Global stock derivatives are also seen to be a leading indicator of future trends of common stock values.
Stock option types
There are two types of stock options:
A stock call option, which grants the purchaser the right but not the obligation to buy stock. A call option will increase in value when the underlying stock price rises.
A stock put option, which grants the buyer the right to sell stock short. A put option will increase in value when the underlying stock price drops.
Just like options, warrants give the holder the right, but not the obligation, to buy (call warrants) or sell (put warrants) the underlying investment in the future. The company issues the warrants to the holders of its bonds or preferred stock as an incentive to buying the issue.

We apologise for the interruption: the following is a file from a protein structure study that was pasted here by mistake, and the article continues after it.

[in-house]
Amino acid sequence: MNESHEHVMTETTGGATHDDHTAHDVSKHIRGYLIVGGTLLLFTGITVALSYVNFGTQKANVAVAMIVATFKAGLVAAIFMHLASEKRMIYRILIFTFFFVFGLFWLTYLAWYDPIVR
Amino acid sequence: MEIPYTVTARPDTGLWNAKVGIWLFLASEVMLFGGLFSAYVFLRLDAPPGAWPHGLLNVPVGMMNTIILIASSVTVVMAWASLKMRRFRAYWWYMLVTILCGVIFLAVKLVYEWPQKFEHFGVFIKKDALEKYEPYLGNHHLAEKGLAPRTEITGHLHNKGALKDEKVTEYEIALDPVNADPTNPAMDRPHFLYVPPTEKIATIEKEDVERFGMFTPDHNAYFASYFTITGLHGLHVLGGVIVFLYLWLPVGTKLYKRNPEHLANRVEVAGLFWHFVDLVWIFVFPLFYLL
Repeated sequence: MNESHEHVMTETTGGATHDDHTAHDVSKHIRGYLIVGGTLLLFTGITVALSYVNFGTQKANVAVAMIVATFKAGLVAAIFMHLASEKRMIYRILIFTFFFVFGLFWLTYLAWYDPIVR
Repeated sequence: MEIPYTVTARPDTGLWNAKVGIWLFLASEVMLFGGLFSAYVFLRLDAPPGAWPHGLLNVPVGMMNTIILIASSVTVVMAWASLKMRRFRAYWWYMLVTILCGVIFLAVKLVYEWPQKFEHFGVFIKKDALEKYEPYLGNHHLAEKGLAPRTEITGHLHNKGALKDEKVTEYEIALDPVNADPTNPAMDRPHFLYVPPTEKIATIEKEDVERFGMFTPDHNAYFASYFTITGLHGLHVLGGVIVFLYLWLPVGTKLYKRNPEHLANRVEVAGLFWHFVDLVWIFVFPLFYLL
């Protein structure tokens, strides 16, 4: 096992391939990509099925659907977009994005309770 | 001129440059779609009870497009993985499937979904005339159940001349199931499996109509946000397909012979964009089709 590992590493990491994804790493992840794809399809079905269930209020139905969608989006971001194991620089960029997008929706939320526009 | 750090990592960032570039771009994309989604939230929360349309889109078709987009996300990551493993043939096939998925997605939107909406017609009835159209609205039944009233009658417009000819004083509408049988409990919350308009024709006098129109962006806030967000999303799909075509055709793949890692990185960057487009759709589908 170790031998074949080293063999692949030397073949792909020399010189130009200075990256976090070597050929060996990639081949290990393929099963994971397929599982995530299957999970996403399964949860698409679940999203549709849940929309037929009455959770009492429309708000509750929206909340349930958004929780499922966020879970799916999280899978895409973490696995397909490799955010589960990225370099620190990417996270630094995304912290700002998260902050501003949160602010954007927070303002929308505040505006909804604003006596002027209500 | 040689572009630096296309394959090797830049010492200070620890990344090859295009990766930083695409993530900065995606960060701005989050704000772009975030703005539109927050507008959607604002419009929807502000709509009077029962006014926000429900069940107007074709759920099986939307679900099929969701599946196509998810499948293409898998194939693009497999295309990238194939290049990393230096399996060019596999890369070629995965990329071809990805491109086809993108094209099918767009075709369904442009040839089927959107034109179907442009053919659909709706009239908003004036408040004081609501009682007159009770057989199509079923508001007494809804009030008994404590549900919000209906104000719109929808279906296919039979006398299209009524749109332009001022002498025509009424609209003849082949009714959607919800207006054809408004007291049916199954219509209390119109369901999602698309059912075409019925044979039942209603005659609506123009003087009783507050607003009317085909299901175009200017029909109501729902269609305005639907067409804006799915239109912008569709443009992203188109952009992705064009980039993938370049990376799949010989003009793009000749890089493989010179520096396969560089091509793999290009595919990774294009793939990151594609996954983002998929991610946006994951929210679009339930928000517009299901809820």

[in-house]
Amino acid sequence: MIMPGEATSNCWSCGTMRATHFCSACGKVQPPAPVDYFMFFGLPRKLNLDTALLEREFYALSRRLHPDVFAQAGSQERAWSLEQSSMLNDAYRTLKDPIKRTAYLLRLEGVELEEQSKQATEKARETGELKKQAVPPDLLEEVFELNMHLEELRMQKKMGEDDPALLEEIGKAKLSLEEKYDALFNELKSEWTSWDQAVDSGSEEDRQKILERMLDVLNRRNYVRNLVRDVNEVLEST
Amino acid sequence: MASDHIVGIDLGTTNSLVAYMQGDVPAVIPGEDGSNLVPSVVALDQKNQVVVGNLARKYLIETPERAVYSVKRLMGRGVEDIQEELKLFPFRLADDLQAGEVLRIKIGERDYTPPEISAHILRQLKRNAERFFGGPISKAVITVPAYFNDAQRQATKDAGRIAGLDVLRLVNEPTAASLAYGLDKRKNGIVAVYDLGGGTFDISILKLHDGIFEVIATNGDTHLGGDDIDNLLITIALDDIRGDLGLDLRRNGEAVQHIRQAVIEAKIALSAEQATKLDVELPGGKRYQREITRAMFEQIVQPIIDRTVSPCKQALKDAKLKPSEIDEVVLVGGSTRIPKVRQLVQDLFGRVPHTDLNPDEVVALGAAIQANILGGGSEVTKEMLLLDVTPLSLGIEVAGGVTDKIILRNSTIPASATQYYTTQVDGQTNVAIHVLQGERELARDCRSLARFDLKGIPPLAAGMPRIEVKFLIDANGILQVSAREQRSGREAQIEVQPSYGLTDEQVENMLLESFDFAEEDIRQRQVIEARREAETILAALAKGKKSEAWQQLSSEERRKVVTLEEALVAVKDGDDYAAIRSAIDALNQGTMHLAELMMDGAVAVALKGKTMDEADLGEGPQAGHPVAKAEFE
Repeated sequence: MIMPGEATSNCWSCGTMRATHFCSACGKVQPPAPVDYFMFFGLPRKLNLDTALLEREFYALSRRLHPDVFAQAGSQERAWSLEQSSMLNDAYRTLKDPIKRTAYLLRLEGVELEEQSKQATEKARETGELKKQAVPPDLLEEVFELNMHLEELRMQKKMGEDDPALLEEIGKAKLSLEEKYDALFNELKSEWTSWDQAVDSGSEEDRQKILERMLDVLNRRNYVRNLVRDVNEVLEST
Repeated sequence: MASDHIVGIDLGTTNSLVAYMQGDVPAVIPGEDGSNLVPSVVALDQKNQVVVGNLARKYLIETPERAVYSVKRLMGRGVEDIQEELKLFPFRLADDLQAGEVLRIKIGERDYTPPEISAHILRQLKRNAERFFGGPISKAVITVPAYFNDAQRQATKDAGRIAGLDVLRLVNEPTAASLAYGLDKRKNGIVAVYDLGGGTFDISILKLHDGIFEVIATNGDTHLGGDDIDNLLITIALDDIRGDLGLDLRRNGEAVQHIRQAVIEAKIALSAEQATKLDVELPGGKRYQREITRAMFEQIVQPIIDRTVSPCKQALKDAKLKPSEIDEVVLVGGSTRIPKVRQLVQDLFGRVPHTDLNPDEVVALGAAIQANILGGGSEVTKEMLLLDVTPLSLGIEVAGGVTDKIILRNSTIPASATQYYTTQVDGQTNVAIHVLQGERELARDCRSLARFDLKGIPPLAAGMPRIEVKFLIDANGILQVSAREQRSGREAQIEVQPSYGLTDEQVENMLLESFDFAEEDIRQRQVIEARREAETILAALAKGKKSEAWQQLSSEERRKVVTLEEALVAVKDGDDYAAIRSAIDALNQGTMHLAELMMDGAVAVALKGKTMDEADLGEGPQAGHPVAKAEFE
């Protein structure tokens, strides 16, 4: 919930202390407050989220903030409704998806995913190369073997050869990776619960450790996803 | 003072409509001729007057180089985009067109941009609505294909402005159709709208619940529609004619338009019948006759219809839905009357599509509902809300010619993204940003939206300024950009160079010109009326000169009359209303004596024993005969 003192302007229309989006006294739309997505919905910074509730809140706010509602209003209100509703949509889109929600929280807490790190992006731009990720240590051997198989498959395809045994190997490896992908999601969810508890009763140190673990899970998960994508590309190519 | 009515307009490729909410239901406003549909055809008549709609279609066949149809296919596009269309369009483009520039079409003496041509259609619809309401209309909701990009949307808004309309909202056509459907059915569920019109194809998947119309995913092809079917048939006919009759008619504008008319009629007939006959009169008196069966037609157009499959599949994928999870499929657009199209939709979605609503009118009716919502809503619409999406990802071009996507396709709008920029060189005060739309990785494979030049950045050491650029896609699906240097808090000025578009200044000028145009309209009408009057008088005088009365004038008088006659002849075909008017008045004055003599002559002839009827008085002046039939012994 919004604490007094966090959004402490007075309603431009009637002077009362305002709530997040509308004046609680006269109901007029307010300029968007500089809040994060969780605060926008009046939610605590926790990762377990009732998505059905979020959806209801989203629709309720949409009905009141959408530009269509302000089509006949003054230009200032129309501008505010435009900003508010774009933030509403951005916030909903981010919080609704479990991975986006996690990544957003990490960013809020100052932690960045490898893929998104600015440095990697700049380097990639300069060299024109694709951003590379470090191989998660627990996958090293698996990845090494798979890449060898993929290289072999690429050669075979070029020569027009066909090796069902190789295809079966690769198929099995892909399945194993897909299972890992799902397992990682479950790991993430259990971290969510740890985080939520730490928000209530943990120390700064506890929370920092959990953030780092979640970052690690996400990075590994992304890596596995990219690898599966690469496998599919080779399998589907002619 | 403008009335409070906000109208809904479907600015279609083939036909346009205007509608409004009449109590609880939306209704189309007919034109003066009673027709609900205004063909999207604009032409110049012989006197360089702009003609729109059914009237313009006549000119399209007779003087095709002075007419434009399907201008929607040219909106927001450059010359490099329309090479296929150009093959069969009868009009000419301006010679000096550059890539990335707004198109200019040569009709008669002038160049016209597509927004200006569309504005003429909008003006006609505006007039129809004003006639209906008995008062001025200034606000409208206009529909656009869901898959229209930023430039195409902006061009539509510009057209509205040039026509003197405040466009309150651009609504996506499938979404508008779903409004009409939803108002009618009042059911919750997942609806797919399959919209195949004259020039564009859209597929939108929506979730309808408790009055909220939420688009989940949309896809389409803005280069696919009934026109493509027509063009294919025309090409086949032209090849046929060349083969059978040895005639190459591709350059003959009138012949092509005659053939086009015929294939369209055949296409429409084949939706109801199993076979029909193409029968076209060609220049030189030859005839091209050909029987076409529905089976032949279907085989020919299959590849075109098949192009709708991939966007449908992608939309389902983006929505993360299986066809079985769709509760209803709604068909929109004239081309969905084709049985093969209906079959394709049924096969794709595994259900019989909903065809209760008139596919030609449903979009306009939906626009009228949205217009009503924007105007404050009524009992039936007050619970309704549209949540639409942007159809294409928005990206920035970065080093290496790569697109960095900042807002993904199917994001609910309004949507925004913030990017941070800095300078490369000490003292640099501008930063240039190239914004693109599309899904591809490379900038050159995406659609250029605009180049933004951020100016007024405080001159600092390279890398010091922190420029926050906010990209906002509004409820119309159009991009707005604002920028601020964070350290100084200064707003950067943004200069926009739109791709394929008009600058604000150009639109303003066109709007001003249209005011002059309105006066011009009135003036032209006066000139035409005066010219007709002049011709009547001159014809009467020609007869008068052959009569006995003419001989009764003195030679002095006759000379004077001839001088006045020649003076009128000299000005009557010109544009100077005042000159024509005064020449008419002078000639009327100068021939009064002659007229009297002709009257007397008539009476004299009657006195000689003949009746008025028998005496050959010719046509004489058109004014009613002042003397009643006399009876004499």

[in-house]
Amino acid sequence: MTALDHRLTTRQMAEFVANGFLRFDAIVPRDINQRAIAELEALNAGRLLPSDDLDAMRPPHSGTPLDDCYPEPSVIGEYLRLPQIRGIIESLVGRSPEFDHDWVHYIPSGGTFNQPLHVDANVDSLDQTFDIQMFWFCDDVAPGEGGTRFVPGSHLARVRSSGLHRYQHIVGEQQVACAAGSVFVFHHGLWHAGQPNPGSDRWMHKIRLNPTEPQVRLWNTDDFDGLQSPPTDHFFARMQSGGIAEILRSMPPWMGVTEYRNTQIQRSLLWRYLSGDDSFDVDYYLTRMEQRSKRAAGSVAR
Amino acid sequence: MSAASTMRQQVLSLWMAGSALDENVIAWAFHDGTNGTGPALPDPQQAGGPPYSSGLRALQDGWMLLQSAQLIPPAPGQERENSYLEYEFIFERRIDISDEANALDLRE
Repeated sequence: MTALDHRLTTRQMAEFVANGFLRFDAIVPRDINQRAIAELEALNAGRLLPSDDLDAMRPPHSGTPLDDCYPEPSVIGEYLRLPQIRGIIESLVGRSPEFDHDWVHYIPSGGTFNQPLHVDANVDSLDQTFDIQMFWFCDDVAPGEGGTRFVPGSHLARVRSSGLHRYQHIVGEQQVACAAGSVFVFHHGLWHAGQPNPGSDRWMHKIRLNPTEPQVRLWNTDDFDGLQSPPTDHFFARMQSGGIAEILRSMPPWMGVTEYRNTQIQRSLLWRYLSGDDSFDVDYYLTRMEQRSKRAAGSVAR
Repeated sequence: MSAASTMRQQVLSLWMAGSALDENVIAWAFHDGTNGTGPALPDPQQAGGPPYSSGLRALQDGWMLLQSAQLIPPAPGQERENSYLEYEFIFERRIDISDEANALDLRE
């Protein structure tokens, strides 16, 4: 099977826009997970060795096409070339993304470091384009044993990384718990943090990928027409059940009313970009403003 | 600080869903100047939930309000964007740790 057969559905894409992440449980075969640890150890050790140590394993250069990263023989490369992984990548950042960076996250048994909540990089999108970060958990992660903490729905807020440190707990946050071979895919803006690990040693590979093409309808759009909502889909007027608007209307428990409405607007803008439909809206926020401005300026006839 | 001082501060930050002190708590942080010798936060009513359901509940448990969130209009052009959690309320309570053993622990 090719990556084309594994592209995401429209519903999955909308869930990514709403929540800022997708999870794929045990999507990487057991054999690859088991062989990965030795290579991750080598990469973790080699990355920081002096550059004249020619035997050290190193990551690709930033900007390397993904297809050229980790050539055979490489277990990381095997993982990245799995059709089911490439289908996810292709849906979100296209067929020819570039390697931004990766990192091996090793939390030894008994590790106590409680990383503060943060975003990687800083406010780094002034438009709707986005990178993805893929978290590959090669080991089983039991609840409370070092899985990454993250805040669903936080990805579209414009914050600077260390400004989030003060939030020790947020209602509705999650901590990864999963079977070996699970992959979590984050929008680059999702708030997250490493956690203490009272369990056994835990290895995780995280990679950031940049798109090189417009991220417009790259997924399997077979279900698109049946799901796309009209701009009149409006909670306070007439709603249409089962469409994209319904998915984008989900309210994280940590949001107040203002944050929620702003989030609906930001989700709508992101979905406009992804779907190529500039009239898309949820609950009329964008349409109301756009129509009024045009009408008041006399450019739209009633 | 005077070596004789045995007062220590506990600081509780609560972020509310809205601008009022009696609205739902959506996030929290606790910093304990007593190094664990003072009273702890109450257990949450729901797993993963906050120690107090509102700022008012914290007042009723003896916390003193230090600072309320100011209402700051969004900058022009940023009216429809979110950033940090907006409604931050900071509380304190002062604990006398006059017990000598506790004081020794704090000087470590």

There are two kinds of warrants:
A call warrant is the right to buy a specified amount of shares from a company at a certain price in the future. A put warrant is the right to sell back a specified number of shares to the issuing company at a specific price in the future.
An equity futures contract is a financial arrangement between two counterparties to buy or sell equity at a specified date, amount, and price. They are regulated on derivative exchanges and used for speculative and hedging purposes. The most common equity futures contract types are index futures and stock futures.
Unlike options, in a futures contract, the buyer has an obligation to buy the asset. In simple terms, the buyer must either sell the futures contract before the expiry date or buy the asset on the date mentioned on the contract at the specified price.